There will be no Pot Bowl II in 2015. When the Denver Broncos lost to the Indianapolis Colts on Sunday, they ensured that last year's marijuana-themed jokes and memes surrounding the Super Bowl featuring the Broncos and the Seattle Seahawks (who hail from the only other state that had legal recreational pot in 2014) wouldn't repeat. But there was plenty of pot talk going on both before and after last Sunday's game.
At a major Denver conference for PR pros working in the higher-education industry, local experts gathered to talk about "the branding challenges of marijuana legalization."
One of numerous discussions taking place at the Council for Advancement and Support of Education four-day conference (called, coincidentally, "Higher Expectations"), the panel (which ran from 1:15 to 2:30 p.m., just before Broncos game time) included Colorado Tourism Office director Al White, Visit Denver associate communications director Deborah Park, Marijuana Industry Group director Michael Elliott, and Tracy Williams, the president of Trade Winds Communications.
"There have been a couple of conferences that want to incorporate marijuana panels; it's new and different," says Park. And although much has been made about the concept of pot tourism, that's not something in which Visit Denver can participate. The reason, Park says, is because her organization believes the fine print in Amendment 64 prohibits Visit Denver from marketing pot to people who live out of state -- and the primary audience for Visit Denver's marketing material is made up of exactly those people.
"So we are neutral," she says. "We are Switzerland." In fact, the form that Visit Denver gives to travel writers seeking information about Denver includes the following caveat: "Visit Denver has placed a moratorium on conducting any marijuana tourism marketing in 2014, so we are unable to assist writers working on marijuana tourism-related stories. However, we can provide quotes and information on current laws."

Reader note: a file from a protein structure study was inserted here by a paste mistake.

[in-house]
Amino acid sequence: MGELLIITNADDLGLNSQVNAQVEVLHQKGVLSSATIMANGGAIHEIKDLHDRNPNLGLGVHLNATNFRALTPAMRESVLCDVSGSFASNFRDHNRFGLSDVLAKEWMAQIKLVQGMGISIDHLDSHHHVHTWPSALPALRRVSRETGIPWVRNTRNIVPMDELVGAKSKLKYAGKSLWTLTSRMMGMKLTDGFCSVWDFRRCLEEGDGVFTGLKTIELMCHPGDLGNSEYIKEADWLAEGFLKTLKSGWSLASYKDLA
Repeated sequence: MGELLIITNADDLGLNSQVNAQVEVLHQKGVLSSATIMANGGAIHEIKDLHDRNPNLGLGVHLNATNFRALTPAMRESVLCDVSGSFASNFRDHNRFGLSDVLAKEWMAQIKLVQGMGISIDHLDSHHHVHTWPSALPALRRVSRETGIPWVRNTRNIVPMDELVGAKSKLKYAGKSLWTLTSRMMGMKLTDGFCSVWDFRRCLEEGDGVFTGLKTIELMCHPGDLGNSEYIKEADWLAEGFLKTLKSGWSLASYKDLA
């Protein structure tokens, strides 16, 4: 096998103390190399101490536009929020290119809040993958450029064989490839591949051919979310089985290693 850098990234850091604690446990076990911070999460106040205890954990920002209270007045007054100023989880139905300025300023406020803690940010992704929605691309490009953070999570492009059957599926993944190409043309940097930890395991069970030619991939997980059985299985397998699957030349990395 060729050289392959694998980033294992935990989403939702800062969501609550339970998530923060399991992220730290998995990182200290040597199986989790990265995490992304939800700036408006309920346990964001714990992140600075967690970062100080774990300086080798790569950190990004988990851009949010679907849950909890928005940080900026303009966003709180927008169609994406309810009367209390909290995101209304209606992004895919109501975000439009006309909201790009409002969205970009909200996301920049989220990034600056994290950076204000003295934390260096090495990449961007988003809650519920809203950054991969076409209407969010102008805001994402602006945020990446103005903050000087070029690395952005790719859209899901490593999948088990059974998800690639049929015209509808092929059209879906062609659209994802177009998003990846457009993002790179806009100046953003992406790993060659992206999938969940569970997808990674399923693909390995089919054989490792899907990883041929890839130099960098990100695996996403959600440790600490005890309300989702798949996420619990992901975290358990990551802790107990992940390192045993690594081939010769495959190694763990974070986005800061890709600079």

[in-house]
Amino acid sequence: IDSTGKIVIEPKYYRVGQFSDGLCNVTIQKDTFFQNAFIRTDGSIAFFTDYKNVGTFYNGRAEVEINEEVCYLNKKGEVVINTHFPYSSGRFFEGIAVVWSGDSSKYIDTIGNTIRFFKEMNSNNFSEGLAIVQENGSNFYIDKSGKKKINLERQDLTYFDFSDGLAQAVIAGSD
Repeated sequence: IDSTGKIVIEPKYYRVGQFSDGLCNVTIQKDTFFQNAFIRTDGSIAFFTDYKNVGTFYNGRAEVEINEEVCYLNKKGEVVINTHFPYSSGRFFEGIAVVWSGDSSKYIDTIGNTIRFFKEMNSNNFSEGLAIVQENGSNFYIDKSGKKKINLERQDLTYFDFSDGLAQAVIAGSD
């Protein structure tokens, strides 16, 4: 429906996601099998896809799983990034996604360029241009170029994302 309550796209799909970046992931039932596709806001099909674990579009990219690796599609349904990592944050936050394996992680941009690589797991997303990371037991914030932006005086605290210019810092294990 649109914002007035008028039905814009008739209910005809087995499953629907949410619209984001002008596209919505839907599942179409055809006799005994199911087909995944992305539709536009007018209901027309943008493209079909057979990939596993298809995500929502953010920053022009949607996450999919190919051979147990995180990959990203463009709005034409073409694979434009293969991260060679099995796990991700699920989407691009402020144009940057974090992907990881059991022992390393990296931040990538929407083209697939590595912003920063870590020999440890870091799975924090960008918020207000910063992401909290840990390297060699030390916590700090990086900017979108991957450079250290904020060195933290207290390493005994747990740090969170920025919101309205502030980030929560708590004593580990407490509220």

Park says Visit Denver's board of directors recently extended that moratorium into 2015.
"We don't know if marijuana marketing is needed or if it works," she says, adding that while the organization has no plans to conduct any studies itself, it would be willing to look at other studies done by outside groups or companies. For now, Visit Denver's role is simply to "make sure people understand what they can and can't do...what the laws are," Park says. So the organization's website has a terse page that does just that, along with providing links to information elsewhere.
Search for "marijuana" or "cannabis" on Colorado.com, the state's official web portal for tourism, and you're sent to the City of Denver's rules for retail marijuana use.
But even if Visit Denver and the Colorado Tourism office have chosen to ignore pot tourism, local industries haven't. On Sunday night -- just after the Broncos game -- 60 Minutes rolled out a package called "The Marijuana Effect," which checked in on Colorado a year after retail sales of pot were legalized here.
In the piece, wide-eyed reporter Bill Whitaker covered various cannabis angles -- expanding on them along with his producer in a couple of online sidebars. In one of them, Whitaker discussed pot tourism specifically, and in particular, its overlap with ski tourism. "The folks who handle all the statistics in Colorado will tell you they have no hard and fast numbers as to what is happening as far as marijuana tourism [goes]," Whitaker said. "They can't tell you whether people are coming to town or coming to the state just to partake. But there is some anecdotal evidence. We've heard that up in the ski areas, up around the ski resorts, the dispensaries up there are selling 90 percent of the marijuana product to people from out of state."
60 Minutes also went for a ride-along on a smoke-and-ride bus tour designed for tourists. No wonder Whitaker was so wide-eyed.
Here's the 60 Minutes segment, followed by an extra online video.
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